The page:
Priests' Tough Questions Are a Service to Their People

National Catholic Reporter, January 9, 2004 | Go to article overview

Priests' Tough Questions Are a Service to Their People


So what's going on with U.S. priests?

No small irony attaches to the fact that at a time when speaking out or raising tough questions could quickly derail a cleric's career, more and more priests are uniting to publicly confront their bishops over leadership matters and to take stands on some of the most difficult issues confronting the church.

We're not certain why this recent flurry of activity has taken place, but it is one of the healthiest signs we have observed in the priesthood in some time. In an institution aching for leadership, some priests are finding the courage to step up and, in a true example of pastoral service, to raise the deep concerns of the people they serve.

Perhaps no step has been as remarkable or courageous as that taken by 23 Chicago priests who signed a letter strongly objecting to "the increase in the use of violent and abusive language" in Vatican declarations directed at gays and lesbians.

The letter particularly objects to the use of such expressions as "serious depravity," "grave detriment to the common good" and "intrinsically disordered" when referring to homosexuality. "Does anyone consider this vile and toxic language invitational?" the letter asks. It goes on to urge "a new atmosphere of openness to dialogue, which includes the lived experience of many Catholic members."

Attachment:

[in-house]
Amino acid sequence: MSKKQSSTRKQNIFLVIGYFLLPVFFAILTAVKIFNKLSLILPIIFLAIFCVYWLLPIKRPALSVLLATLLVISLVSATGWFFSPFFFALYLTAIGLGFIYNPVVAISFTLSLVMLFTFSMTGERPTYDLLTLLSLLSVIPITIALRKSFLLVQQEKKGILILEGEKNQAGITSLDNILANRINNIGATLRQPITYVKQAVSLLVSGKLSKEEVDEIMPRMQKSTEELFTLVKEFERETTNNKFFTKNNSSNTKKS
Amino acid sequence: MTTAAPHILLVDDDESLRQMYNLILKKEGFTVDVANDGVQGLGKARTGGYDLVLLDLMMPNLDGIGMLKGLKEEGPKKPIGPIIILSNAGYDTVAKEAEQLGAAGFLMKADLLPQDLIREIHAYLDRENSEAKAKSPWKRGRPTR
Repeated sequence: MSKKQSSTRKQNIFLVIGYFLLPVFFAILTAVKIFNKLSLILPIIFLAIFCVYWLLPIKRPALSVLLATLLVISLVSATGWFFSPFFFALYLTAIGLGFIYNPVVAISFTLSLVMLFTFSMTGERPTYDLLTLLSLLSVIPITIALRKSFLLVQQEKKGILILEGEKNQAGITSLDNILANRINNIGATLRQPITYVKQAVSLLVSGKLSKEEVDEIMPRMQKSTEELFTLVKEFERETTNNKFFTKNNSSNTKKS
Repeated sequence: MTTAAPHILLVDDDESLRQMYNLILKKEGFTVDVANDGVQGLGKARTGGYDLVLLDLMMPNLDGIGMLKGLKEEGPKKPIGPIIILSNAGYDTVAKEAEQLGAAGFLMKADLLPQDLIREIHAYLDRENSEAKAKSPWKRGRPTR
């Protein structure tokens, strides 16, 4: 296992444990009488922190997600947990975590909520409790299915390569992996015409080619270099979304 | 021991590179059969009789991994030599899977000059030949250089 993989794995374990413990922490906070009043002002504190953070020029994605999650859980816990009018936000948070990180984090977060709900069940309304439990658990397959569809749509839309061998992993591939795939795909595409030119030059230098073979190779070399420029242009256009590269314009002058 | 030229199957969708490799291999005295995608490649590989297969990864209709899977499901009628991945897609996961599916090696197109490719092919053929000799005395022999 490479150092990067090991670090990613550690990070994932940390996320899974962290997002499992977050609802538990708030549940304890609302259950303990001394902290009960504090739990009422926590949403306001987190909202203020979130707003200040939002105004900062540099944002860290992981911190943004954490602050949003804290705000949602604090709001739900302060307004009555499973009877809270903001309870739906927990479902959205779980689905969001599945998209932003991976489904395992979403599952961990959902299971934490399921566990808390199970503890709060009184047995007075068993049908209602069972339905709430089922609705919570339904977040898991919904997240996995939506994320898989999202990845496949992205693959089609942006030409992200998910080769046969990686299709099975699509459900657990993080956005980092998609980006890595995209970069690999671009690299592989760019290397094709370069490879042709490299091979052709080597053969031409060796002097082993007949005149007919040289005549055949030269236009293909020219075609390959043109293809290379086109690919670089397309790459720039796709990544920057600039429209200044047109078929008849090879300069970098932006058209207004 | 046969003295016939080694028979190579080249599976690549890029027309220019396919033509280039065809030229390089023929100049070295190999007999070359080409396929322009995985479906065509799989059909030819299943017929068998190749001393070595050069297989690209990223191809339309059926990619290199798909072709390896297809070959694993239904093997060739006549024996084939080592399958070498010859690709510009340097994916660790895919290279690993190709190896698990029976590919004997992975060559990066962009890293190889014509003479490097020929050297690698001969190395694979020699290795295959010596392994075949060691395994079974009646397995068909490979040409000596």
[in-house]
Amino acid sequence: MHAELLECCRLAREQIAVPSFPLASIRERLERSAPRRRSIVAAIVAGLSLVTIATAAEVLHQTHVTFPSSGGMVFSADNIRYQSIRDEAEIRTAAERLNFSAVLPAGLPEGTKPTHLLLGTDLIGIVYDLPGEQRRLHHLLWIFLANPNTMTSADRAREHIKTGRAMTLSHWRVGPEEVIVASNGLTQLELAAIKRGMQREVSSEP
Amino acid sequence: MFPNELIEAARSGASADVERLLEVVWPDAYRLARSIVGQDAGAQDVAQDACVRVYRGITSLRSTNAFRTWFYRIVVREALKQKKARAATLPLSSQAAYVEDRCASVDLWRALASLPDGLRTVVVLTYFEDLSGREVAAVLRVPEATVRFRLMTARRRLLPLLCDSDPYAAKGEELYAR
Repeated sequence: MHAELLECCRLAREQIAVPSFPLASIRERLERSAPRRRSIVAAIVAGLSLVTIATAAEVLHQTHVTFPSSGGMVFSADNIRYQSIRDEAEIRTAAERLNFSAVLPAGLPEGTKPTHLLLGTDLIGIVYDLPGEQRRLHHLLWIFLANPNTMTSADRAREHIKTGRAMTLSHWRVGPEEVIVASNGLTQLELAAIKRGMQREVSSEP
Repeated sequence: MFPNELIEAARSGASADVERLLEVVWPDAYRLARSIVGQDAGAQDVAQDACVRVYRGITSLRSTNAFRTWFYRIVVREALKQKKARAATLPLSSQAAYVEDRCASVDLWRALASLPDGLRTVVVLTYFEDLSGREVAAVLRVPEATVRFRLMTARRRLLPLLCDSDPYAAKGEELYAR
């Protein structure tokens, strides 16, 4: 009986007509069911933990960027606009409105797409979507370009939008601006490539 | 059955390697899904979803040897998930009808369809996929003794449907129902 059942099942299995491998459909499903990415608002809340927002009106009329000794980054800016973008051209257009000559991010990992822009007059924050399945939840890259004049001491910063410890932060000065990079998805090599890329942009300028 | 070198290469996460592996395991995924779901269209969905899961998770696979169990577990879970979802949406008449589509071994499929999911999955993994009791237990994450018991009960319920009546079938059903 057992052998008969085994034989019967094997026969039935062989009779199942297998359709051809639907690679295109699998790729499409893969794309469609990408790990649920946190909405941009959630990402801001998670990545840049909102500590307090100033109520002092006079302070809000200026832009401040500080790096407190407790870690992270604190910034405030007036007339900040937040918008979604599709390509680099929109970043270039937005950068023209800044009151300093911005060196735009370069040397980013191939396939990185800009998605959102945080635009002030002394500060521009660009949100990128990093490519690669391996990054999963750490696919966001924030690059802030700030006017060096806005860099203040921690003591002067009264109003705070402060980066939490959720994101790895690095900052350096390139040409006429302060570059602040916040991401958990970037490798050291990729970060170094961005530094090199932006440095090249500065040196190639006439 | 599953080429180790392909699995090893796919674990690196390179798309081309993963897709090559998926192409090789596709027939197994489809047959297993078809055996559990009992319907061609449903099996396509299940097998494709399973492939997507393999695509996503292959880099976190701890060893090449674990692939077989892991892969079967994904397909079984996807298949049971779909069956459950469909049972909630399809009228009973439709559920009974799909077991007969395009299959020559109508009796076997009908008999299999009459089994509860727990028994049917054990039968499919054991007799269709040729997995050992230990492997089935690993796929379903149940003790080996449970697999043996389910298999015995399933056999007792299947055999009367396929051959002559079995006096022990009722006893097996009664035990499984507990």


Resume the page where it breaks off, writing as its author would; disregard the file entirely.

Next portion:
The letter is the latest in a string of correspondence involving hundreds of priests throughout the country who have publicly signed messages to the hierarchy. The first occurred in Boston when nearly 60 priests signed a letter asking for Cardinal Bernard Law's resignation for his role in the sex abuse scandal. That letter reportedly was significant in convincing the Vatican to move Law out of Boston. More recently, 170 Milwaukee priests wrote an open letter asking for reconsideration of the celibate male-only rule for ordination, a move that has inspired similar letters signed by hundreds of priests across the country. And in New York, two groups of priests have asked their bishops for face-to-face meetings about issues of leadership and about due process for priests accused of sex abuse.

The Chicago case provides some valuable measures for evaluating both the requests of the priests on the whole range of issues addressed by the various initiatives and the chance that any dialogue will progress beyond the request stage.

Chicago Cardinal Francis George responded to his priests, acknowledging that church language ("a philosophical and theological language in a society that understands, at best, only psychological and political terms") can be a barrier to welcoming homosexuals and indicating he would be willing to discuss the matter. However, he also made clear that any dialogue would be tightly circumscribed. God "knows the difference between right and wrong," he told his priests, "and he expects us to know it, to live accordingly, and, as ordained priests, to preach the demands of the Gospel with integrity to every group." And that means calling homosexuals to conversion and acceptance of the church's teachings on "the use of the gift of sexuality. …

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